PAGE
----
Though most Paper Jams take place at Calverts, Stitt also visits colleges where he can prime up to 30 students on the basics of printing. For this, he makes a small charge, but has found students often feel more comfortable, less intimidated, on their home territory and therefore interact more. As well as print- focused workshops, Calverts tackles more specific subjects.
Sustainability workshops for example are particularly popular, and chime with Calverts’ ethical stance: the co-op boasts ISO 140001 and FSC accreditations and uses biodegradable inks and recyclable printing plates. Though workshops are hands-on and jammers can see the Heidelberg Speedmaster and Konica Minoltas in full swing, they are kept away from the kit.
Hosting any kind of public event involves health and safety issues and insurance. Calverts has strict, and carefully monitored, health and safety procedures. But Stitt insists for a well-functioning printroom, health and safety doesn’t have to be too complicated, requiring a little forward planning. Ultimately, he says, “it’s about being conscientious and applying common sense”.
Calverts recently took its message to students at University of West London where it regaled graphics’, fashion and communications’ undergraduates on how different papers, binding methods and finishes could lift their creativity to new, better levels. The university, like others, is a regular customer, ordering note books and end-of-year catalogues.
Beyond the college circuit, Calverts has used its Paper Jams as part of lengthy tendering processes to try and win over print-buying panels. It recently went for a job at a London borough looking for design work: when Stitt’s team came before the tendering panel they offered a free Paper Jam as part of its proposal, and won the job.
“Paper Jams are great for two things: educating younger people about print and winning work. One-off jobs for individual students aren’t big money spinners, but we’ve won much larger jobs from workshops.”
The co-operative ethos of Calverts also goes down well with many who regard it as a respite in a world of global corporatism, says Stitt, who was not one of the modern-day founders from the 1970s. He was however among their first generation, joining in 1984 after serving a letterpress apprenticeship in Belfast then moving to a collective community in south-east London that put him in contact with his future employer.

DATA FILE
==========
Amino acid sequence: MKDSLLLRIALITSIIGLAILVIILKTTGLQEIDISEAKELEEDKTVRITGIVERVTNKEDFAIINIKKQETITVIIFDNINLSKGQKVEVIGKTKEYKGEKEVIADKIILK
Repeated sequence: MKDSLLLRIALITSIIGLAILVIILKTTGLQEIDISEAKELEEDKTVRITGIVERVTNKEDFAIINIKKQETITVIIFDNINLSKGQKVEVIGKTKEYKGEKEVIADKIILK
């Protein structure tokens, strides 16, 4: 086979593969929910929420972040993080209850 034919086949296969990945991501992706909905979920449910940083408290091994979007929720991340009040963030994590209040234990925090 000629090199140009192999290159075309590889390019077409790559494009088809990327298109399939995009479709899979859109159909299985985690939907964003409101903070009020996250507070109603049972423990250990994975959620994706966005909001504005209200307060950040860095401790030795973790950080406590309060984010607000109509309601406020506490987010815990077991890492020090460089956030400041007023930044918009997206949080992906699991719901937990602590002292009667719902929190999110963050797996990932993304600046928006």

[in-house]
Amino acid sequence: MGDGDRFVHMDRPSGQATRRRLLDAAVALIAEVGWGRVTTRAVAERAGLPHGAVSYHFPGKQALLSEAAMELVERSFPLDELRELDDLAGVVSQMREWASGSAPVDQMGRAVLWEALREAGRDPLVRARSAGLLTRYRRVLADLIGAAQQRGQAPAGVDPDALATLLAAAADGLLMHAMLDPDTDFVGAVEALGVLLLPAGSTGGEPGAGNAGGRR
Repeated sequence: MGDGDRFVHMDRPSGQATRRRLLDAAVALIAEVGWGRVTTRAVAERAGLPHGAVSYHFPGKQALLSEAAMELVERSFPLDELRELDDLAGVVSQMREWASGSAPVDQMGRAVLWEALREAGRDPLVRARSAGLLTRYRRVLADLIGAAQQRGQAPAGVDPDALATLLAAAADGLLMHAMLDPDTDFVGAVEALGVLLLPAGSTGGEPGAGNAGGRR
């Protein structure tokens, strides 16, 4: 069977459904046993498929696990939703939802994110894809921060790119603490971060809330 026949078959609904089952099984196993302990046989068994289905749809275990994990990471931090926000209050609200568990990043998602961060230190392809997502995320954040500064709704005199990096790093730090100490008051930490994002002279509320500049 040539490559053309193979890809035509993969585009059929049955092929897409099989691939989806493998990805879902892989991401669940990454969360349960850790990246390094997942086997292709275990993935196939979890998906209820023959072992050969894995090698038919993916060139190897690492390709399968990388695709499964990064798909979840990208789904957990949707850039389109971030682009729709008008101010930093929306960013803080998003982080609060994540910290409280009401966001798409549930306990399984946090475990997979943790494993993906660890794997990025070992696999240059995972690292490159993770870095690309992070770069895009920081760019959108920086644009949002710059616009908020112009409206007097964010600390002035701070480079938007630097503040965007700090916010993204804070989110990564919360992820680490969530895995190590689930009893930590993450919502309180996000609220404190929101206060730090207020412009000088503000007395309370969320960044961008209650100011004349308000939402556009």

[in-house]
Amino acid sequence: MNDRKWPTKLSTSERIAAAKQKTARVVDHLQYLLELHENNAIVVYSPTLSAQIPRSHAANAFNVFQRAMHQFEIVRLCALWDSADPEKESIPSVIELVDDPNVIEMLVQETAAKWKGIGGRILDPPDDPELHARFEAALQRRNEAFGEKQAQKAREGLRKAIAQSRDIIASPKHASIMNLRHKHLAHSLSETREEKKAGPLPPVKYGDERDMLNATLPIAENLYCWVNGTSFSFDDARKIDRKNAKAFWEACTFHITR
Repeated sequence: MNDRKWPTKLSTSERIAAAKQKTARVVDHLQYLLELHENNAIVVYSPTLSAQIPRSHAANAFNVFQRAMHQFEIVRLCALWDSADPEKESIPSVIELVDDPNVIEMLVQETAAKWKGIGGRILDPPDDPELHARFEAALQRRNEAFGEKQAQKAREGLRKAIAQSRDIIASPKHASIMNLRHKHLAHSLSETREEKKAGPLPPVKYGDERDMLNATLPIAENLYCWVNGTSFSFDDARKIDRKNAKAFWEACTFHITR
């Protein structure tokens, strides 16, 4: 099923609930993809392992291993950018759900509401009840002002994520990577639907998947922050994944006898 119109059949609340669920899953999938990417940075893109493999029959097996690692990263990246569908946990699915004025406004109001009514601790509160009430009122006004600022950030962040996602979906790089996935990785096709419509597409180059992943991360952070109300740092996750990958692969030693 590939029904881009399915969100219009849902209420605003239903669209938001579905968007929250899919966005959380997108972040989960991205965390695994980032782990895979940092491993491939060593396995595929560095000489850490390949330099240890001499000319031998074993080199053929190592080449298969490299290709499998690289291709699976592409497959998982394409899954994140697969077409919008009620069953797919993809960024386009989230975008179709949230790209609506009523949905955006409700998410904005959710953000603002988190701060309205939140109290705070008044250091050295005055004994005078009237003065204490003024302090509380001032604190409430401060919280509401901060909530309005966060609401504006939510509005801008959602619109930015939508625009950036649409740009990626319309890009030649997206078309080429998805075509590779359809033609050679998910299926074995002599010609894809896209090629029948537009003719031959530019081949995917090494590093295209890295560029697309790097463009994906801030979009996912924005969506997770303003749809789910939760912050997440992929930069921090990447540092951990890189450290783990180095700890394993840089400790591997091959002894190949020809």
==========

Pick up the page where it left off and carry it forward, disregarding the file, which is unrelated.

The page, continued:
Now he is looking at expanding Paper Jams by zeroing in on those corporate employees tired of paintballing team-building exercises.
“We have a plan and it involves corporations. Maybe their staff no longer want all the traditional team building exploits and would rather focus on something more creative than paintballing. At Calverts they could not only learn about print, papers and binding, but could create prints for their office walls or greetings cards – perhaps a more constructive use of colour than paintballing.”
Location Bethnal Green, London
Inspection host Arthur Stitt
Size Turnover: about £1m; Staff: 13
Products Fairtrade teaching materials, low-carbon travel guides, art and science comics and books for co-operatives, charities, artists, galleries, illustrators and photographers
Kit B2 Heidelberg Speedmaster 74, Konica Minolta bizhub Pro 1100, Konica Minolta 224, Risograph press
Inspection focus Hosting events for the public
Be clear what you want to achieve from the event and who you want to attract – you must have goals in order to measure success
People need to know what is happening, so think about who you are targeting and how best to reach them – how will you publicise your event?
Think of co-hosting an event to provide more expertise, a bigger pool for resources and a greater number of potential attendees
Decide on your “look”: all materials should have a consistent theme and share similar design elements that highlight the message of your event
Put someone in charge who is responsible overall for the execution of your plan and establish regular contact with customers
Minimise the chance of something going wrong through risk assessments and maybe taking out public liability cover